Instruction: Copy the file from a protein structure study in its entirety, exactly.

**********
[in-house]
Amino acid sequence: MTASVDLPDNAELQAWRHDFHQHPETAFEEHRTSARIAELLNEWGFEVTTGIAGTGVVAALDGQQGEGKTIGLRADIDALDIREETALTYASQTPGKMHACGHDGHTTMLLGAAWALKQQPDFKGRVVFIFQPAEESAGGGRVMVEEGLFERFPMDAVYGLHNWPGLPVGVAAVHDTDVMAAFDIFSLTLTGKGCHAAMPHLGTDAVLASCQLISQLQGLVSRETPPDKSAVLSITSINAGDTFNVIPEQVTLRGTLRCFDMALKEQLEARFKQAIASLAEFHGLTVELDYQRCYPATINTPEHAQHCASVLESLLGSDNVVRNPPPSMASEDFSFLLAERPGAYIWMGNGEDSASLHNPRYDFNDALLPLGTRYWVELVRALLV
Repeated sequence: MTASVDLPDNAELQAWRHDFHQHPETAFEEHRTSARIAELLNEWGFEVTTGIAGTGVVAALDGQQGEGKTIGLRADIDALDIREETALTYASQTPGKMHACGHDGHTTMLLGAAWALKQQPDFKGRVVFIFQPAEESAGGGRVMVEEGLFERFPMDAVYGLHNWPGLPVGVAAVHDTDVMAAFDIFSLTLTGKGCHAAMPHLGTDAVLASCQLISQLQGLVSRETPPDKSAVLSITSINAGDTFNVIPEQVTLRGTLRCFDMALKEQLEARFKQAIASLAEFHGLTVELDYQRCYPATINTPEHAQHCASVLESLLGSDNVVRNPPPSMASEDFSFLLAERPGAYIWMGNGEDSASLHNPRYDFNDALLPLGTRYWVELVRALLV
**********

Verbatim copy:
[in-house]
Amino acid sequence: MTASVDLPDNAELQAWRHDFHQHPETAFEEHRTSARIAELLNEWGFEVTTGIAGTGVVAALDGQQGEGKTIGLRADIDALDIREETALTYASQTPGKMHACGHDGHTTMLLGAAWALKQQPDFKGRVVFIFQPAEESAGGGRVMVEEGLFERFPMDAVYGLHNWPGLPVGVAAVHDTDVMAAFDIFSLTLTGKGCHAAMPHLGTDAVLASCQLISQLQGLVSRETPPDKSAVLSITSINAGDTFNVIPEQVTLRGTLRCFDMALKEQLEARFKQAIASLAEFHGLTVELDYQRCYPATINTPEHAQHCASVLESLLGSDNVVRNPPPSMASEDFSFLLAERPGAYIWMGNGEDSASLHNPRYDFNDALLPLGTRYWVELVRALLV
Repeated sequence: MTASVDLPDNAELQAWRHDFHQHPETAFEEHRTSARIAELLNEWGFEVTTGIAGTGVVAALDGQQGEGKTIGLRADIDALDIREETALTYASQTPGKMHACGHDGHTTMLLGAAWALKQQPDFKGRVVFIFQPAEESAGGGRVMVEEGLFERFPMDAVYGLHNWPGLPVGVAAVHDTDVMAAFDIFSLTLTGKGCHAAMPHLGTDAVLASCQLISQLQGLVSRETPPDKSAVLSITSINAGDTFNVIPEQVTLRGTLRCFDMALKEQLEARFKQAIASLAEFHGLTVELDYQRCYPATINTPEHAQHCASVLESLLGSDNVVRNPPPSMASEDFSFLLAERPGAYIWMGNGEDSASLHNPRYDFNDALLPLGTRYWVELVRALLV